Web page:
In any sport, drills are a great way to train your body to move the way you want it to.  Here is an awesome drill to help develop your open guard.  When using the open guard it is difficult yet important to learn to use your feet like another set of hands.  This drill quickly forces you to really focus on using your feet effectively, and using proper hip movement.

The drill- Take one hand and put it under your belt, then grab the ends of your belt with that same hand.  Start with your partner in your guard, and have them focus on passing.  When they pass your guard stop, and restart from guard.  Go for 2 or 3 min, and then switch hands.  By holding the ends of your belt you will be less likely to accidently use your hand.

Do not- Your goal is to improve your open guard.  Do not lock them in the closed guard and hold them tight with your free hand.  The point of this drill is to improve your movement; it is not to prevent them from passing at all cost.

Tips for the guard guy- Concentrate on having 3 points of contact with your partner.  This means that both feet and your free hand need to be on your partner.  Have your partner try to pass standing and on his knees.  If an opportunity to get a sweep or submission is there, go for it.

Tips for the passer- experiment with different passes.  Your partner is obviously not at his top game, so this is a great time to try a new guard pass.  If you always pass to the left try passing to the right or down the middle.

One of my favorite things about this drill is that is feels more like rolling than drilling.

Other articles you might like

Setting goals in BJJ

19 rules to go by for BJJ

Slow down to  improve your Jiu-Jitsu

For more good times like Facebook.com/BjjBrick


Part 2- I got tapped by a white belt (or any lower ranking belt)

The BJJ life is going great.  You have gotten rid of that old worn out white belt and been handed a new blue belt.  There are definitely a few tough white belts you roll with, but most do not give you much of a battle.  Then it happens, a white belt taps you out.  Believe it or not, if you train long enough, a lower ranking belt will tap you out.  Your belt provides no protection from other belts.  If anything, lower belts will likely be giving you their “A game”. Here is a little advice to remember when you get caught by a lower ranking belt; this advice can be for any level.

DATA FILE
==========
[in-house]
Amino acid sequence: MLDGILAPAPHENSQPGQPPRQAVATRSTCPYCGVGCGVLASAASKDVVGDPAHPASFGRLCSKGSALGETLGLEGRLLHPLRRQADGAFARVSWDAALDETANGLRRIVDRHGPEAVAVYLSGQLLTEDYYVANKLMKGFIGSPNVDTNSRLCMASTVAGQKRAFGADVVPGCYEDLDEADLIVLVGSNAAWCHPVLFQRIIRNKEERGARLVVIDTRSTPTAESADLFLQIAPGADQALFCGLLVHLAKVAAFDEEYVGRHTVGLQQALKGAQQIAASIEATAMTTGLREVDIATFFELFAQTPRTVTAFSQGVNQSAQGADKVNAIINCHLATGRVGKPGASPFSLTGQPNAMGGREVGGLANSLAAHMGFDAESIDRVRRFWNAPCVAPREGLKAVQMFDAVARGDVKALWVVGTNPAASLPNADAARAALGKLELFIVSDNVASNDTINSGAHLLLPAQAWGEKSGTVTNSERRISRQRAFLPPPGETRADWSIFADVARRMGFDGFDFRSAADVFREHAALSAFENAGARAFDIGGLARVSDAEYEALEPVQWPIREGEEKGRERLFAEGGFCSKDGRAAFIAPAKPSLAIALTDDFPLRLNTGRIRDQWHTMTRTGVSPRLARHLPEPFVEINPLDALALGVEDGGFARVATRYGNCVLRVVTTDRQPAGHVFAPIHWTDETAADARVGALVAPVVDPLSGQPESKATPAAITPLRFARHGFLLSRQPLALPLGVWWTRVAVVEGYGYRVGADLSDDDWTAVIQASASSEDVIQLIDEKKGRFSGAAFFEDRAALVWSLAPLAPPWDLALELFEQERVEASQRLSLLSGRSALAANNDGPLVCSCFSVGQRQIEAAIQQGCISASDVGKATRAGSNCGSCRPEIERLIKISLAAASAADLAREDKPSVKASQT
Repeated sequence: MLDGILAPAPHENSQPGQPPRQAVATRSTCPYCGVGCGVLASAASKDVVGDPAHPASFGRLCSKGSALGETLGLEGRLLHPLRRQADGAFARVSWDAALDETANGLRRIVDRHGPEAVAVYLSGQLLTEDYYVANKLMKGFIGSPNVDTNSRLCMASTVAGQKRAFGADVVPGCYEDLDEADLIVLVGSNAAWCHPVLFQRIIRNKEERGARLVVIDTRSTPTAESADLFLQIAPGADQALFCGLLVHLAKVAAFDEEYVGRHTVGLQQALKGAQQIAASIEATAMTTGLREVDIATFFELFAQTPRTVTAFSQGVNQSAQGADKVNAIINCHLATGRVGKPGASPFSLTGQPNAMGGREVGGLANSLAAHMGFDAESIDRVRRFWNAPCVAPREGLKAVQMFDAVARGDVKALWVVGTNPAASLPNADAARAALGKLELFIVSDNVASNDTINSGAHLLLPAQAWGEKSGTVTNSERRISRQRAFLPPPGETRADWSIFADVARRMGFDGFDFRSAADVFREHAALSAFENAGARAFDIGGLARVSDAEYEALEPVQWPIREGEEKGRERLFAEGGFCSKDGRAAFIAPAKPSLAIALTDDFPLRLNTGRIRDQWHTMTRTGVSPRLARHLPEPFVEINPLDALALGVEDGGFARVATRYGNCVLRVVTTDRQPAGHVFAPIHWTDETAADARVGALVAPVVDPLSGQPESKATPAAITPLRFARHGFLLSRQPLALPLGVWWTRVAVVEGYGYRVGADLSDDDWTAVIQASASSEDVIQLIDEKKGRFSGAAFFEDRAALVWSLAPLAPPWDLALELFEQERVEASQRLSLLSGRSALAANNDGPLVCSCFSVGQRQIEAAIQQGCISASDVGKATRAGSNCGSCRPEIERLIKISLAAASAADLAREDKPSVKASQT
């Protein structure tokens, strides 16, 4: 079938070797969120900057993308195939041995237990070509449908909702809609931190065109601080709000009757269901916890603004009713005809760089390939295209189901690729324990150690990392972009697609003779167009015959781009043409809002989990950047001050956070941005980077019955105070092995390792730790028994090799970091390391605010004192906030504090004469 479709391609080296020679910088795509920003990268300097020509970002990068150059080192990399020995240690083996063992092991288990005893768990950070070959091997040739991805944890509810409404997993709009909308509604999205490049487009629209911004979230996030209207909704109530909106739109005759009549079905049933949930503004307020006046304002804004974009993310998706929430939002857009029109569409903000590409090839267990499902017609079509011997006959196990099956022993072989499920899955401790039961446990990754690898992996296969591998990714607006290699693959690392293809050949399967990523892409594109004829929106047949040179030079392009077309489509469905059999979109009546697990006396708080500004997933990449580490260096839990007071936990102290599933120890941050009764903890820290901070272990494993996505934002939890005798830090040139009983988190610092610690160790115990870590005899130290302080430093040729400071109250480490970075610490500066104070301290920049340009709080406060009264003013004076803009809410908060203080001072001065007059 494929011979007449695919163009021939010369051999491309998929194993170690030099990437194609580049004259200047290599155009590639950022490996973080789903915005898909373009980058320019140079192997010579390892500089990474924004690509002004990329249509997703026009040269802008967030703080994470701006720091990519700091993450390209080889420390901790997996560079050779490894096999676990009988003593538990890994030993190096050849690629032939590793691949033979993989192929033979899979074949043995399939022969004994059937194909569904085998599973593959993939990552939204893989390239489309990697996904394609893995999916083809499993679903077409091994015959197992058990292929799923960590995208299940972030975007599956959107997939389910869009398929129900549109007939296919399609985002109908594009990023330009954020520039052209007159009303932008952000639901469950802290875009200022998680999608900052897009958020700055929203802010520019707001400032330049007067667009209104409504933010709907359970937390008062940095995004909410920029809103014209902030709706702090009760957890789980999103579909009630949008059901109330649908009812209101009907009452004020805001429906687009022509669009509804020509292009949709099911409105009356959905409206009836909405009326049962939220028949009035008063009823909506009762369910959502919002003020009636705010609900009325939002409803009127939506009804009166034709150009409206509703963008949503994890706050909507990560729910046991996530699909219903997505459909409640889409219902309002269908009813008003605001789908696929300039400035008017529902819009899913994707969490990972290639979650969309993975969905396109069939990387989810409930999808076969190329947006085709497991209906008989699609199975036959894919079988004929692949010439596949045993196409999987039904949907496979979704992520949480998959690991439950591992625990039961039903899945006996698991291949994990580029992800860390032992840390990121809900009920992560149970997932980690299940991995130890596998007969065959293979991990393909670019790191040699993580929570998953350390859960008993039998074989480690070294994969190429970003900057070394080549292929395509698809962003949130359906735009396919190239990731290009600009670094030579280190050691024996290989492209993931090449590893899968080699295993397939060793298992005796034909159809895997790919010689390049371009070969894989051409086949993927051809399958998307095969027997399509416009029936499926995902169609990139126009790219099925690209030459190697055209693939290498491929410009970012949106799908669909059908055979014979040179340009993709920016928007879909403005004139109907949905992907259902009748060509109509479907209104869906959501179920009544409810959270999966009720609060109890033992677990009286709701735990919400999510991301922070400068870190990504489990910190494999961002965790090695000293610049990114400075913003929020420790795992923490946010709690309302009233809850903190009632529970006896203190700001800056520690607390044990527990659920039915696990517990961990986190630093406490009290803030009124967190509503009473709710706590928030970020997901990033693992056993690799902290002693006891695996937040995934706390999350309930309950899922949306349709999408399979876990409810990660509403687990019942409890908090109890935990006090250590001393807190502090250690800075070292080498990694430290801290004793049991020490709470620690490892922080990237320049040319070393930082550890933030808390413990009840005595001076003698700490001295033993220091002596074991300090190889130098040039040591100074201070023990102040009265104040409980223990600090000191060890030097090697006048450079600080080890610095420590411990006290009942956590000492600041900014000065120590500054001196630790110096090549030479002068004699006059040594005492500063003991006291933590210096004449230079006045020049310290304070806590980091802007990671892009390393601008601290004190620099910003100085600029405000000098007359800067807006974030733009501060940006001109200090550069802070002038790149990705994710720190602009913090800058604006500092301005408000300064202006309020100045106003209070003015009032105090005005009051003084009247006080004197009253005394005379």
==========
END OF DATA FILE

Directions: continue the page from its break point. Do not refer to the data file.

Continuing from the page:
The disappointment- The first time I was tapped out by a lower belt I was disappointed in myself.  This is probably the most common thing to feel.  You might wonder if you deserve your belt, or maybe you are just getting worse.  Show your instructor respect and don’t question your belt.  If you are questioning your belt, you are questioning you instructor’s judgment.  Most likely the main cause of getting tapped out by a lower belt is that the lower belt is advancing.

Don’t avoid this lower belt- Getting tapped by a lower belt can be a freak occurrence, but most likely this lower belt has been slowly catching up to you.  Do not avoid the lower belt that is putting you in danger and giving you a run for your money.  You have a color belt, you are not just some person to roll with you are also a coach to lower belts.  You need to be helping to develop the members of your team, not avoiding them because they are getting better.  Avoiding the students that are improving is a mistake.

No excuses- When you get tapped by a lower ranking belt don’t give an excuse.  You are not going to lose respect from this person because you got tapped.  You lose respect if you complain and give excuses.  When you are in a submission, fight to get out of it. Do not stop rolling and give advice on how to finish the submission.  Coaching while in a close submission is a cheap way to avoid getting tapped.  It is better to fight out of the submission and then tell them how to tighten it up.